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ORIGINAL ARTICLE
Year : 2022  |  Volume : 5  |  Issue : 3  |  Page : 138-144

Ten years' follow-up for cemented hip arthroplasty in patients <60 years of age with standardization of cementing technique: A multicentric study


1 Department of Orthopaedics, F.H. Medical College and Hospital, Agra, Uttar Pradesh, India
2 Department Of Orthopaedics, Hamdard Institute of Medical Science and Research (HIMSR), New Delhi, India
3 Department of Orthopaedics, Atal Bihari Vajpayee Institute of Medical Sciences, Dr. Ram Manohar Lohia Hospital, New Delhi, India
4 Department of Orthopaedics, Northan Railway Divisional Hospital, New Delhi, India
5 Department of Orthopaedics, Centre for Trauma and Joint Replacement, Agra, Uttar Pradesh, India

Correspondence Address:
Sabeel Ahmad
Department of Orthopaedics, F.H. Medical College and Hospital, Agra, Uttar Pradesh
India
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Source of Support: None, Conflict of Interest: None


DOI: 10.4103/jodp.jodp_12_22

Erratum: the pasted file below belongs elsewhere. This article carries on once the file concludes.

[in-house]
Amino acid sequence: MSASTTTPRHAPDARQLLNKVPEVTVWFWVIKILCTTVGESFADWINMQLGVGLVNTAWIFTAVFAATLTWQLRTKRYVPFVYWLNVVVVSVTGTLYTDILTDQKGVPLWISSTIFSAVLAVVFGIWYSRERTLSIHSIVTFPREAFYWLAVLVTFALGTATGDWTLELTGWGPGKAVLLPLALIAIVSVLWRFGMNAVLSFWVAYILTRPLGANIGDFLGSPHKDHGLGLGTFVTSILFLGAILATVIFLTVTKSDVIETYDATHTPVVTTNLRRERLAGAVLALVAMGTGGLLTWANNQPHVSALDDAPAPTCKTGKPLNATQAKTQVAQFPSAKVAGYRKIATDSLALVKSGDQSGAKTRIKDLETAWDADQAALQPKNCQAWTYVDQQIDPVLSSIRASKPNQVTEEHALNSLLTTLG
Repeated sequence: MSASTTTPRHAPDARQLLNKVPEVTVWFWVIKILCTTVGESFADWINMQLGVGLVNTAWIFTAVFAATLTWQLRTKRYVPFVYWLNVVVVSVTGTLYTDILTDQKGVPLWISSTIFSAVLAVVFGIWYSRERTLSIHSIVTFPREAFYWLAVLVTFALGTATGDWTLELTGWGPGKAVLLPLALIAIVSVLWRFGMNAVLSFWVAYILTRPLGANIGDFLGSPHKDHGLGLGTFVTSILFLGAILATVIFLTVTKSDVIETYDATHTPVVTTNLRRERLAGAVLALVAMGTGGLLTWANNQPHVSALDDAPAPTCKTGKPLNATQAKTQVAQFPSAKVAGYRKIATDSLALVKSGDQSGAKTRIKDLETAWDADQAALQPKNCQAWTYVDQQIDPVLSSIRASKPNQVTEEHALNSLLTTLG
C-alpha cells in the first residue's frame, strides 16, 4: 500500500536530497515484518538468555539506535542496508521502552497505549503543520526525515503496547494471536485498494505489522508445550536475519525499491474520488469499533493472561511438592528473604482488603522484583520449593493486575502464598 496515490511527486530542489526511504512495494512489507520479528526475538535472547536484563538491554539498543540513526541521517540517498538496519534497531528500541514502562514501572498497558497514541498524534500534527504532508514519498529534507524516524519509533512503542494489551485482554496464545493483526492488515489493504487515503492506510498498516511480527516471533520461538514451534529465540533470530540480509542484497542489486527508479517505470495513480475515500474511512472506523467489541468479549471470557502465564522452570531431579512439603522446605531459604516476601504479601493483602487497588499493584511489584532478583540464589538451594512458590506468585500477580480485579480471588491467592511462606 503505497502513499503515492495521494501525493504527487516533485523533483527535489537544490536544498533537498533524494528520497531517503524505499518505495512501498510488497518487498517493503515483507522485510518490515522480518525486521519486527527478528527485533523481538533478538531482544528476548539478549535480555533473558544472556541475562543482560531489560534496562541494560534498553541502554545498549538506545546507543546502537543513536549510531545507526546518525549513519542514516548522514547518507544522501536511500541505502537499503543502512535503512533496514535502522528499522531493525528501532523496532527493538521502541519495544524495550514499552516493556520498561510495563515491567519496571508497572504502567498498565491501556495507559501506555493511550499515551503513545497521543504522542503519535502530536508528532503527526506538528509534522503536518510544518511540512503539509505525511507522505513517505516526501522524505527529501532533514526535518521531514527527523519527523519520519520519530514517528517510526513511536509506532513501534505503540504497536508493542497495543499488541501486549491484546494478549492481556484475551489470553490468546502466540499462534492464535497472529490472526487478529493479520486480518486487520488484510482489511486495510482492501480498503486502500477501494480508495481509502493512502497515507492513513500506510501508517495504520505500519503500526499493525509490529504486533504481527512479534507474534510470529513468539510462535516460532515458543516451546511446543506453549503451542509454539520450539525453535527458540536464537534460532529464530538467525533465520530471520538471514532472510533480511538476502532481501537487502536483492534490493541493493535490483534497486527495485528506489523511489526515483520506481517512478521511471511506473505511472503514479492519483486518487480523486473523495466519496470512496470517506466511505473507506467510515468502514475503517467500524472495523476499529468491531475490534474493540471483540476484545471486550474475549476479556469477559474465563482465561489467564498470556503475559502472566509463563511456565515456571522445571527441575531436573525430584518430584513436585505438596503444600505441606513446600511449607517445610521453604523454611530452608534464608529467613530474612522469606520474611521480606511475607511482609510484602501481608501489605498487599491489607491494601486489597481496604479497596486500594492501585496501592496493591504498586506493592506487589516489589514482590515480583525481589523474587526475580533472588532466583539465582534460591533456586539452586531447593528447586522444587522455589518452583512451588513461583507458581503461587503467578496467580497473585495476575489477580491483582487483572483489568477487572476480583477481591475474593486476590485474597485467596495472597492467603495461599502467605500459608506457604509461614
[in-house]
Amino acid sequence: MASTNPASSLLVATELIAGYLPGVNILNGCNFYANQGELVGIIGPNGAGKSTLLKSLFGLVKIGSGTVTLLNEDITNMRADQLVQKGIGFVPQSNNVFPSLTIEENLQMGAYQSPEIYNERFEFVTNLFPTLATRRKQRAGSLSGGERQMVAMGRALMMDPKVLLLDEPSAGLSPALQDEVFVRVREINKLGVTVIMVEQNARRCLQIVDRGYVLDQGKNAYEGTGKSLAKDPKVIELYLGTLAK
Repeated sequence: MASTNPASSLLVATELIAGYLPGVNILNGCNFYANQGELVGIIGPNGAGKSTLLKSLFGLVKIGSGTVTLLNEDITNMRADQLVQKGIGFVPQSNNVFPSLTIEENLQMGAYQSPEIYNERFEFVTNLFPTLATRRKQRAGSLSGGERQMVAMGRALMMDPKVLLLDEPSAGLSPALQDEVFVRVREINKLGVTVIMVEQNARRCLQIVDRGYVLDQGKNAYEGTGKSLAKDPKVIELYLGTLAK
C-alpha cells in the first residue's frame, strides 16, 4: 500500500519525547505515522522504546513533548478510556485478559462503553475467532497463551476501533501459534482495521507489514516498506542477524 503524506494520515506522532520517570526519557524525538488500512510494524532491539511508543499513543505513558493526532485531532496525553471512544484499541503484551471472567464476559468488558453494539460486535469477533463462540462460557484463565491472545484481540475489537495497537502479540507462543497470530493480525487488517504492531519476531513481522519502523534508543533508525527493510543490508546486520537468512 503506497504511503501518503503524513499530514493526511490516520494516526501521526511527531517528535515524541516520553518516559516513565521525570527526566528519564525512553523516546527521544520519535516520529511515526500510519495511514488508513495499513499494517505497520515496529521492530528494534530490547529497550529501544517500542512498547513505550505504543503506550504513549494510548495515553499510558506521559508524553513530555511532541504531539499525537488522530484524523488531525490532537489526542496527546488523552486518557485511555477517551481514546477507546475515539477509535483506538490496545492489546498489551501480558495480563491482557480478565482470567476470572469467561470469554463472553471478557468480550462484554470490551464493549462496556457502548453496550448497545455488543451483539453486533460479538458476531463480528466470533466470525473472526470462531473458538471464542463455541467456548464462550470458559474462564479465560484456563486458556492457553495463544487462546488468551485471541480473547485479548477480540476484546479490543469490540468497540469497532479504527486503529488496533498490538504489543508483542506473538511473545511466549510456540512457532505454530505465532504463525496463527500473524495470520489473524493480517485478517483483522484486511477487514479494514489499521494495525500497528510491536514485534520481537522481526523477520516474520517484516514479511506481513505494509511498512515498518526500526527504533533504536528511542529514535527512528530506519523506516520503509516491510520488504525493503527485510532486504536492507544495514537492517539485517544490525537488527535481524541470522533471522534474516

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Introduction: Total hip arthroplasty (THA) is the preferred treatment for persistent disability due to hip pathologies and restoration of normal functions. Although there is a general consensus of using un-cemented implants for adults and elderly with good bone quality and cemented for senior citizen population, implant choice for middle aged group of 40 years to 60 years is still a subject of debate, especially in financial constrained situations. In our study, we have determined the implant survivorship and functional outcomes of cemented THA in patients between 40 and 60 years of age, at the minimum follow-up of 10 years with emphasis on standardization of cementing technique. Materials and Methods: This is a retrospective study including 25 patients who had undergone cemented hip arthroplasty. Data were collected from five different surgical centres, whose orthopedic surgeons had common surgical training and were following a common cementing technique. Results: Mean Harris Hip Score of 25 hips at final follow-up was 90 and Visual Analog Scale 1.88. The functional outcome was good to excellent at final follow-up in 89% hips. There was a significant improvement in pain and activity level after surgery (P < 0.001) and maintained at the final follow-up. Conclusion: Our series provides evidence for utility of cemented hip implants in low functional demand patients along with emphasizing the importance of a good cementing technique for the long-term survival of cemented hip arthroplasty in the age group of 40–60 years.


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